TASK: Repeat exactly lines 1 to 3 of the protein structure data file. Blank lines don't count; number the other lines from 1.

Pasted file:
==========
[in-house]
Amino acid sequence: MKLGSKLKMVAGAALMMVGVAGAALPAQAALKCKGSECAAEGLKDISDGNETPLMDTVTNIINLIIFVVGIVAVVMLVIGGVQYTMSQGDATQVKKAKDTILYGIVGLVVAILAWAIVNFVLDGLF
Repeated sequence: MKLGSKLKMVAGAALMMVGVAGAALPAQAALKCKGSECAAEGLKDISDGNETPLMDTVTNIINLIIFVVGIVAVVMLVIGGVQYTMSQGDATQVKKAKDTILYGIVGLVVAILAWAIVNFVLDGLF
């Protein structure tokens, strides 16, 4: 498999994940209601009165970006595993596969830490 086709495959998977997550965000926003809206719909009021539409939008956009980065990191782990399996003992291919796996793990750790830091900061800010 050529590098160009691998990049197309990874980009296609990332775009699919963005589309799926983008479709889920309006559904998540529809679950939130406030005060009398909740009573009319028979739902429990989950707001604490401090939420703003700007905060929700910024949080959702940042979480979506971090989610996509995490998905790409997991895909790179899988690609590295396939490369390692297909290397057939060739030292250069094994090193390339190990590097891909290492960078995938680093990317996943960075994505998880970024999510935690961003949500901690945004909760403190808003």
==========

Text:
[in-house]
Amino acid sequence: MKLGSKLKMVAGAALMMVGVAGAALPAQAALKCKGSECAAEGLKDISDGNETPLMDTVTNIINLIIFVVGIVAVVMLVIGGVQYTMSQGDATQVKKAKDTILYGIVGLVVAILAWAIVNFVLDGLF
Repeated sequence: MKLGSKLKMVAGAALMMVGVAGAALPAQAALKCKGSECAAEGLKDISDGNETPLMDTVTNIINLIIFVVGIVAVVMLVIGGVQYTMSQGDATQVKKAKDTILYGIVGLVVAILAWAIVNFVLDGLF